by Caren Crane (title by my older daughter)
Easter is the time for eggs. Hand-tinted hard-boiled eggs, chocolate covered marshmallow eggs, candy-coated sugar-centered eggs, and - my favorite - good old pure chocolate eggs. As a matter of fact, I had planned to do a whole post about candy eggs for today, but my husband had a totally different idea (as he so often does). He said I should write about Faberge Easter eggs.
I have long been fascinated by Faberge eggs and it seems many other people are as well. PBS did a great program about the Faberge eggs as part of their
Treasures Of the World series. In the series, they presented the Faberge eggs as the relics of a fragile and doomed monarchy. They are regarded today as a symbol of just how out-of-touch the monarchy was and how little they understood the needs of the people they ruled. I found out my husband really wanted me to find out why Peter Carl Faberge began making Easter eggs in the first place. So I did and here is the quick and dirty version.
The Russian Orthodox church had a tradition that after Easter mass, family members would present each other with eggs they had decorated. The first egg commissioned by Czar Alexander III was a gift for the Czarina, commemorating the 20th anniversary of their monarchy on Easter in 1884. After his death in 1894, Czar Nicholas II (knowing only to follow the traditions of his much-beloved father) continued all of his father's traditions including the commission of the eggs.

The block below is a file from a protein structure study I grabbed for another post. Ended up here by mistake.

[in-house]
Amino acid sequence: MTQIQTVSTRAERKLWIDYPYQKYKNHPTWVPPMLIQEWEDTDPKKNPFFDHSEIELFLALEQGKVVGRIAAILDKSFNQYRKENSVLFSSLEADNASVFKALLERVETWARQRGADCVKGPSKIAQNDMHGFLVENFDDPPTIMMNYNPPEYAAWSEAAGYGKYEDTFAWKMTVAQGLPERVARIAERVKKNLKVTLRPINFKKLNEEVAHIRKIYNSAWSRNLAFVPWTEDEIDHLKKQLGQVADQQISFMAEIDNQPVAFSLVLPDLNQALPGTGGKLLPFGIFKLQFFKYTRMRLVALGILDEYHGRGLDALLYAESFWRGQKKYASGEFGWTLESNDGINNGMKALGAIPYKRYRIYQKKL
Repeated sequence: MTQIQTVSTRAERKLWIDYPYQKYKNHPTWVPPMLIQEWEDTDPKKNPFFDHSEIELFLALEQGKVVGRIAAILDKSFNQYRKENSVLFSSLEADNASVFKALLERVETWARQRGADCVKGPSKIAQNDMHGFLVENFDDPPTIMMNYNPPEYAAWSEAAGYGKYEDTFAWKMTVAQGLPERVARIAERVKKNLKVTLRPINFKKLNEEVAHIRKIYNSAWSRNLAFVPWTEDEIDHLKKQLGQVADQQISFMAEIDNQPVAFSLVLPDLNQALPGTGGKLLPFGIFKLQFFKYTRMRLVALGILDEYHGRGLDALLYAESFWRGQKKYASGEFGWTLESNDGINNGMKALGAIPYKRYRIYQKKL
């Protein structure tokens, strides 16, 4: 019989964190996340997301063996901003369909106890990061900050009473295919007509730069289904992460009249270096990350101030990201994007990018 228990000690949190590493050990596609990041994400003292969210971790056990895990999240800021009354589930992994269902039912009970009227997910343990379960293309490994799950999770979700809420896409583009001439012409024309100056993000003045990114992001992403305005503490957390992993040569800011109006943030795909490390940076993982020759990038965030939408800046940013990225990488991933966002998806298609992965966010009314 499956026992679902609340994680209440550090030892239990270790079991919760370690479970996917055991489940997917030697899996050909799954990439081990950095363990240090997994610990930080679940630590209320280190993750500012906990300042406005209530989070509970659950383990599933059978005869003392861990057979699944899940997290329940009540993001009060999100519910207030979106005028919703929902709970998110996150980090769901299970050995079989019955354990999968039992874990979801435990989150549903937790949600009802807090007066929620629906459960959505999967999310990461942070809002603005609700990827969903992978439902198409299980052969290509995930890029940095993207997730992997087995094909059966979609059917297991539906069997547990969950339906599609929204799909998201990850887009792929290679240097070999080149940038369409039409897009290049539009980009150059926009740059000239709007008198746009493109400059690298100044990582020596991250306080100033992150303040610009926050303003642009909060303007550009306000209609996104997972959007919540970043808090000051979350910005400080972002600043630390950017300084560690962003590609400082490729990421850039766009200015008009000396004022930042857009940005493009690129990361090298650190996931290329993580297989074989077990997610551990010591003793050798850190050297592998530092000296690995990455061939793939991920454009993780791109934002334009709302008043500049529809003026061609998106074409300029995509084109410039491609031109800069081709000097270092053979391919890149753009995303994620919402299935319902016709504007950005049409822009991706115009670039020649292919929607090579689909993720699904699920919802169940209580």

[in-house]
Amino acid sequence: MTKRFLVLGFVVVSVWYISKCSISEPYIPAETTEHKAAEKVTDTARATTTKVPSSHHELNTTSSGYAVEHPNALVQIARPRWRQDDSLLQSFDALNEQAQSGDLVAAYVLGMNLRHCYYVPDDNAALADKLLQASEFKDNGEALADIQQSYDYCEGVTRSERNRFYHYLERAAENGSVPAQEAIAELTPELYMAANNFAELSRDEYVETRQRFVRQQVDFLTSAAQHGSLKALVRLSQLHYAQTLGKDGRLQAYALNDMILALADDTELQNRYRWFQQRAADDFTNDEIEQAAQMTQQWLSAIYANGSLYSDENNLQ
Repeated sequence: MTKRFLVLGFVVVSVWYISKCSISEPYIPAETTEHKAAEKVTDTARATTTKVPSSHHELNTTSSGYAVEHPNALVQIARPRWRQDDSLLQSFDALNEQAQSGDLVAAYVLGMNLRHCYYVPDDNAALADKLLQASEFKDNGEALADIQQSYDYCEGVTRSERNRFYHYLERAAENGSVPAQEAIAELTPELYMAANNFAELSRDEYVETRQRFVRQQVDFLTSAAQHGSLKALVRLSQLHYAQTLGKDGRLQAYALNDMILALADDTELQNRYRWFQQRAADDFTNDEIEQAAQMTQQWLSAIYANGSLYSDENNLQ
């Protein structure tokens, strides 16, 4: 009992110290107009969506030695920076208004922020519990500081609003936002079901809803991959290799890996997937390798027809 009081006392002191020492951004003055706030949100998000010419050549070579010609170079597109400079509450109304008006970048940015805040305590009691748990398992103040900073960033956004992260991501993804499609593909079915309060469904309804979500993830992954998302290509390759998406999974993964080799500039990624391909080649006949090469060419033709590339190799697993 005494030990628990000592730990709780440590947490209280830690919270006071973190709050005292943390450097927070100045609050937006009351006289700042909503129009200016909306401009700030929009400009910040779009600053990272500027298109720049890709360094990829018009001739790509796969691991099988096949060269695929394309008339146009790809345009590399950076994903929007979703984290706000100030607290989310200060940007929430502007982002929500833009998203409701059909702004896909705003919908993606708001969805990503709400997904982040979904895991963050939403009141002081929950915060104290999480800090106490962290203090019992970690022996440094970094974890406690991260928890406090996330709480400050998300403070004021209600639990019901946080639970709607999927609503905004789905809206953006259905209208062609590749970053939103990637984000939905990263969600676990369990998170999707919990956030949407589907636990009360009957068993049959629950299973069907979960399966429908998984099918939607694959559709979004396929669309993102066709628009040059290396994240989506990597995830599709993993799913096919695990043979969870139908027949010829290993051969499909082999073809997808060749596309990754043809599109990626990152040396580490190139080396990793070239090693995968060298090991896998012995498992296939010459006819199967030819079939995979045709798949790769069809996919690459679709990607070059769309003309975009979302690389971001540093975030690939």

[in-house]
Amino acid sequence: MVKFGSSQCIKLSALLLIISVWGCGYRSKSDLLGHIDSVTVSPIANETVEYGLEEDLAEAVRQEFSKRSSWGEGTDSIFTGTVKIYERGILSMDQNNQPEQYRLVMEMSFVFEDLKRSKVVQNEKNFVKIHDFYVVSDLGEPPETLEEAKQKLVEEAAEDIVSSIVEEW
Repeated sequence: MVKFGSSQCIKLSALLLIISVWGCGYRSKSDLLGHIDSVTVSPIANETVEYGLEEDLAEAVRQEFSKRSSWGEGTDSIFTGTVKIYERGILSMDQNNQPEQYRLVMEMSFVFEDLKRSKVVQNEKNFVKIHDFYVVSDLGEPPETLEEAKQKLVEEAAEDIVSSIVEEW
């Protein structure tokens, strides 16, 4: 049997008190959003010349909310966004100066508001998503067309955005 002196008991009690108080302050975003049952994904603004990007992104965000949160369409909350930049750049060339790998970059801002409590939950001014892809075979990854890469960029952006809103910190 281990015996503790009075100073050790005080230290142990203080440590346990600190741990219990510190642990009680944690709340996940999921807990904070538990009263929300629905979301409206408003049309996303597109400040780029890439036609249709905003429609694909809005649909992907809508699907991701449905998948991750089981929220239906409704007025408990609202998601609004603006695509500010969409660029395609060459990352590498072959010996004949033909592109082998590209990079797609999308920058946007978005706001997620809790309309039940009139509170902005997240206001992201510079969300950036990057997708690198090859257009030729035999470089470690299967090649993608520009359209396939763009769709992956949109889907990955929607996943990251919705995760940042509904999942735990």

Of course, the monarchy failed in 1917 and the Romanovs were all killed...except for the Dowager Empress Maria Fedorovna, who hastily departed her homeland on the British battleship Malborough. She took with her the Order of St. George egg - the last Faberge Imperial Easter egg. The entrepreneur and socialist sympathizer Armand Hammer brought many great Russian treasures to the United States to be sold to support the Bolsheviks in 1931. Unfortunately, the Great Depression made selling them difficult. Eventually, though, they caught on with several great collectors and many are in private art collections today.
Of the 50 Imperial Easter eggs, only 10 remain in the Kremlin. Eight of the eggs are still missing, having disappeared during the sacking of the royal palaces during the revolution.
So what do you think happened to those 8 missing eggs? Are they hidden in humble homes in the Russian countryside? Resting in vaults of wealthy art collectors who bought them on the black market? As symbols of a decadent and lavish lifestyle that led to the downfall of Imperial Russia, should they be handed over to the Russian government? When you finish nibbling the ears off your chocolate bunny, let us know!